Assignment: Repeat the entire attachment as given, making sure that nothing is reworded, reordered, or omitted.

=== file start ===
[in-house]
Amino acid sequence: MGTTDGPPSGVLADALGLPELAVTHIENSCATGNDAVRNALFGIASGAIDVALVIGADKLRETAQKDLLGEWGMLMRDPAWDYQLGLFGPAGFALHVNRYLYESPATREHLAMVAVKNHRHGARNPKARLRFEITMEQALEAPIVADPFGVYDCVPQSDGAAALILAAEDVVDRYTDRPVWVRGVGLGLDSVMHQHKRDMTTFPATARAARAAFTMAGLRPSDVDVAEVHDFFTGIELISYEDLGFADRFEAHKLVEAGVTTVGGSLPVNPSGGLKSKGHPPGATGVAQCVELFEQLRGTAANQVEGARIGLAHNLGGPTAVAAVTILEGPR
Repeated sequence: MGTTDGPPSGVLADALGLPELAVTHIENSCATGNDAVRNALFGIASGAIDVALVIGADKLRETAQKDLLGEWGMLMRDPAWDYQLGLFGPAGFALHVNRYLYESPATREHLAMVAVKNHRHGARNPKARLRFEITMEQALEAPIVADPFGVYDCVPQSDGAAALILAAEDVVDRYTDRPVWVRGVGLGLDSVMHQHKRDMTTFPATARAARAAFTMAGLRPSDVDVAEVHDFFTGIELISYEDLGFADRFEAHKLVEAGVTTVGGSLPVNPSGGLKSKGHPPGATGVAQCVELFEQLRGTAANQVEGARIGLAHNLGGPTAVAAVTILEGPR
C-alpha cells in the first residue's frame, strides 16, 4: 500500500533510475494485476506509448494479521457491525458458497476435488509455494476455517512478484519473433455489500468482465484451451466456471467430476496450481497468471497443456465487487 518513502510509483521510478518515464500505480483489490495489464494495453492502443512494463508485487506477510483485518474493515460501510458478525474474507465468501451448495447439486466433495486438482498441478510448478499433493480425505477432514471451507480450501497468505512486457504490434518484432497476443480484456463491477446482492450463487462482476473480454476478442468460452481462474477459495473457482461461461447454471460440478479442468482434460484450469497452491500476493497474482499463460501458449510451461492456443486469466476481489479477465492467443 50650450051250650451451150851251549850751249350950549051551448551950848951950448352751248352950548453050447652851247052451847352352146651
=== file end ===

[in-house]
Amino acid sequence: MGTTDGPPSGVLADALGLPELAVTHIENSCATGNDAVRNALFGIASGAIDVALVIGADKLRETAQKDLLGEWGMLMRDPAWDYQLGLFGPAGFALHVNRYLYESPATREHLAMVAVKNHRHGARNPKARLRFEITMEQALEAPIVADPFGVYDCVPQSDGAAALILAAEDVVDRYTDRPVWVRGVGLGLDSVMHQHKRDMTTFPATARAARAAFTMAGLRPSDVDVAEVHDFFTGIELISYEDLGFADRFEAHKLVEAGVTTVGGSLPVNPSGGLKSKGHPPGATGVAQCVELFEQLRGTAANQVEGARIGLAHNLGGPTAVAAVTILEGPR
Repeated sequence: MGTTDGPPSGVLADALGLPELAVTHIENSCATGNDAVRNALFGIASGAIDVALVIGADKLRETAQKDLLGEWGMLMRDPAWDYQLGLFGPAGFALHVNRYLYESPATREHLAMVAVKNHRHGARNPKARLRFEITMEQALEAPIVADPFGVYDCVPQSDGAAALILAAEDVVDRYTDRPVWVRGVGLGLDSVMHQHKRDMTTFPATARAARAAFTMAGLRPSDVDVAEVHDFFTGIELISYEDLGFADRFEAHKLVEAGVTTVGGSLPVNPSGGLKSKGHPPGATGVAQCVELFEQLRGTAANQVEGARIGLAHNLGGPTAVAAVTILEGPR
C-alpha cells in the first residue's frame, strides 16, 4: 500500500533510475494485476506509448494479521457491525458458497476435488509455494476455517512478484519473433455489500468482465484451451466456471467430476496450481497468471497443456465487487 518513502510509483521510478518515464500505480483489490495489464494495453492502443512494463508485487506477510483485518474493515460501510458478525474474507465468501451448495447439486466433495486438482498441478510448478499433493480425505477432514471451507480450501497468505512486457504490434518484432497476443480484456463491477446482492450463487462482476473480454476478442468460452481462474477459495473457482461461461447454471460440478479442468482434460484450469497452491500476493497474482499463460501458449510451461492456443486469466476481489479477465492467443 50650450051250650451451150851251549850751249350950549051551448551950848951950448352751248352950548453050447652851247052451847352352146651